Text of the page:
Anomolous Coronary Blood Flow Drainage to PLSVC in Congenital Coronary Sinus Stenosis
Department of Pediatrics, Graduate School of Medicine, Kyoto University ◇ Kyoto, Japan
Key words: coronary sinus stenosis; congenital; persistent left superior vena cava
© 2016 特定非営利活動法人日本小児循環器学会© 2016 Japanese Society of Pediatric Cardiology and Cardiac Surgery
A one-year-old girl is followed in our outpatient clinic for aortic valve stenosis without coronary arteries nor coronary sinus abnormalities assessed by X-ray, ECG and echocardiogram examinations. To further characterize her disease, cardiac catheterization was performed. Abnormal venous return of coronary blood flow was detected on ascending aortography. Angiogram of the left coronary artery (LCA) revealed drainage to right atrium (RA) via the vertical vein, known as a persistent left superior vena cava (PLSVC), innominate vein (Inn V) and superior vena cava (SVC) (). Right coronary artery (RCA) blood flow also returned to the RA via the same circulation ( ) and to a lesser degree, via the normal coronary sinus. When a Swan-Ganz balloon catheter was placed in the PLSVC for the vessel occlusion, dynamic T-wave changes were noted in leads III and aVf on the electrocardiogram (ECG), suggestive of transient myocardial ischemia with PLSVC balloon catheter occlusion ( ). The T-wave changes were actually smaller than we expected. The reasons of this are possibly incomplete vessel occlusion and persistent normal anatomical circulation from coronary sinus to RA.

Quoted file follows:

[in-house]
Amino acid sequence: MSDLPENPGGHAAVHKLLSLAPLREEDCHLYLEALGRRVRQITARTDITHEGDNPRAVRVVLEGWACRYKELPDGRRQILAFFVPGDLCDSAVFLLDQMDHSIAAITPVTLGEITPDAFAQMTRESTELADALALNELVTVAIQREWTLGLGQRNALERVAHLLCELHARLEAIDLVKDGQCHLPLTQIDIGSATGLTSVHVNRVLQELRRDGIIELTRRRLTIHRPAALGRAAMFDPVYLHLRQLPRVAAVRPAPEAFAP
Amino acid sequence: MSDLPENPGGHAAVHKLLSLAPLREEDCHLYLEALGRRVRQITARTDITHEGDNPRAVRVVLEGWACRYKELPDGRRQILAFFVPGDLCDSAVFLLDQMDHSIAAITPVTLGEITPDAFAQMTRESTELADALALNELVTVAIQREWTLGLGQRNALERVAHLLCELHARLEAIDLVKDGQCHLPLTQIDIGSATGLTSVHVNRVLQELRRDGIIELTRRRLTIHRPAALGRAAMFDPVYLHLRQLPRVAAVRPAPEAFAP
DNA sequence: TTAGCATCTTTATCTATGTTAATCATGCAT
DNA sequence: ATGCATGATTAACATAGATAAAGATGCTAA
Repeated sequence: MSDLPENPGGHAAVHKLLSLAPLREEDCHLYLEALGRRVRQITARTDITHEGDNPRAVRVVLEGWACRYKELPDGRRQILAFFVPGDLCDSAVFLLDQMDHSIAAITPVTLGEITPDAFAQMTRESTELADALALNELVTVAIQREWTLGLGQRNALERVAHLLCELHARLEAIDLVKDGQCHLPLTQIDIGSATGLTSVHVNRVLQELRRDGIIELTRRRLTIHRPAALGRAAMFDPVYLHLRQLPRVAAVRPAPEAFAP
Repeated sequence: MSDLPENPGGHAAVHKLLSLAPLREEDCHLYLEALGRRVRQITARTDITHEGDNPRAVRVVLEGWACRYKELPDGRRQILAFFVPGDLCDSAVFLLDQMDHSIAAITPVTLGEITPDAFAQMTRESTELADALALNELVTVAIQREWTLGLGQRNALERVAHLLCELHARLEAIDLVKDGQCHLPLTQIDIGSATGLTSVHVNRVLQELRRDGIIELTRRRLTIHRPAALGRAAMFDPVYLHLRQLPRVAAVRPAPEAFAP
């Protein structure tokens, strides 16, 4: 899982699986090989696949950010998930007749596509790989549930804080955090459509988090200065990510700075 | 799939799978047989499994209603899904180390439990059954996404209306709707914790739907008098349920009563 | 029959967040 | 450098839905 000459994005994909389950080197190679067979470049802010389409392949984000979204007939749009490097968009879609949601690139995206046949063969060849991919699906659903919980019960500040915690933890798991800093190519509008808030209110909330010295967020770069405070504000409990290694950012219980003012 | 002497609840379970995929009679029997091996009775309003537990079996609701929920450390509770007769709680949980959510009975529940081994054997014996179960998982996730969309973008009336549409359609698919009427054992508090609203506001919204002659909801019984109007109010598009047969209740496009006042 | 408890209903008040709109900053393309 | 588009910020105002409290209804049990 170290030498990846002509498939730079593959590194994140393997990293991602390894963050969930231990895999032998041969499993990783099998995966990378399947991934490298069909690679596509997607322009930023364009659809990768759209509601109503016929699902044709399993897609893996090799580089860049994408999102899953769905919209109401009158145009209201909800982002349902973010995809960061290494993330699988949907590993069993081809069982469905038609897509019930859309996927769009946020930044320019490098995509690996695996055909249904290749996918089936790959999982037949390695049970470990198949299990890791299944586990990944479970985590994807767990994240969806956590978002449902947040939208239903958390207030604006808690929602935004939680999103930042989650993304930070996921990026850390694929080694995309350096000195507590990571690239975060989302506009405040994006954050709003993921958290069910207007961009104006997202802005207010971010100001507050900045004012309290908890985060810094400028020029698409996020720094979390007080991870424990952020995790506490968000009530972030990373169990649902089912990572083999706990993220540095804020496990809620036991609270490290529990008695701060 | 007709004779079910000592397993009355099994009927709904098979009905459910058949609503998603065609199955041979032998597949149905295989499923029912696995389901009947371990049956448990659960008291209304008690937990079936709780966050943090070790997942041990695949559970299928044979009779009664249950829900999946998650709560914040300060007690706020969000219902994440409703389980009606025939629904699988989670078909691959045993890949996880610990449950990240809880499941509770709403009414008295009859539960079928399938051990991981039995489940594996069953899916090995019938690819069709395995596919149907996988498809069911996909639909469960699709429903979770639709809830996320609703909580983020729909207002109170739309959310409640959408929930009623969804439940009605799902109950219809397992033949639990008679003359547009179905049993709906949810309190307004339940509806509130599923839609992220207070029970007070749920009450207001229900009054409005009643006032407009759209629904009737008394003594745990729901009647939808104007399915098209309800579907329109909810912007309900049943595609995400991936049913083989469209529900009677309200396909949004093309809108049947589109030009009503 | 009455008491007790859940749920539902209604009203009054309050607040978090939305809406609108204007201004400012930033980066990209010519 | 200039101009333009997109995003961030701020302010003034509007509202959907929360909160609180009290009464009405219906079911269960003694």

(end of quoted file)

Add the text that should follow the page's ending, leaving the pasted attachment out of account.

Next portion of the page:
Venous return from a) LCA and b) RCA drained to RA via PLSVC, Inn V and SVC.
The shape of T waves in III (arrowheads) and aVf (arrows) leads changed only during PLSVC balloon occlusion.
Congenital coronary sinus abnormalities are extremely rare. In cases of coronary sinus stenosis or atresia, however, the PLSVC and/or Inn V drains the coronary circulation. Inadvertently disruption of this abnormal coronary circulation may result in coronary ischemia during congenital cardiac surgery procedure. Thus, pre-operative planning may benefit from careful definition of abnormal coronary circulation. However, at least in this case, it seemed impossible to detect this anomaly before cardiac catheterization. Thus, checking ST- and T-wave changes in ECG is needed by clamping Inn V during surgery when the amputation of Inn V is planned.
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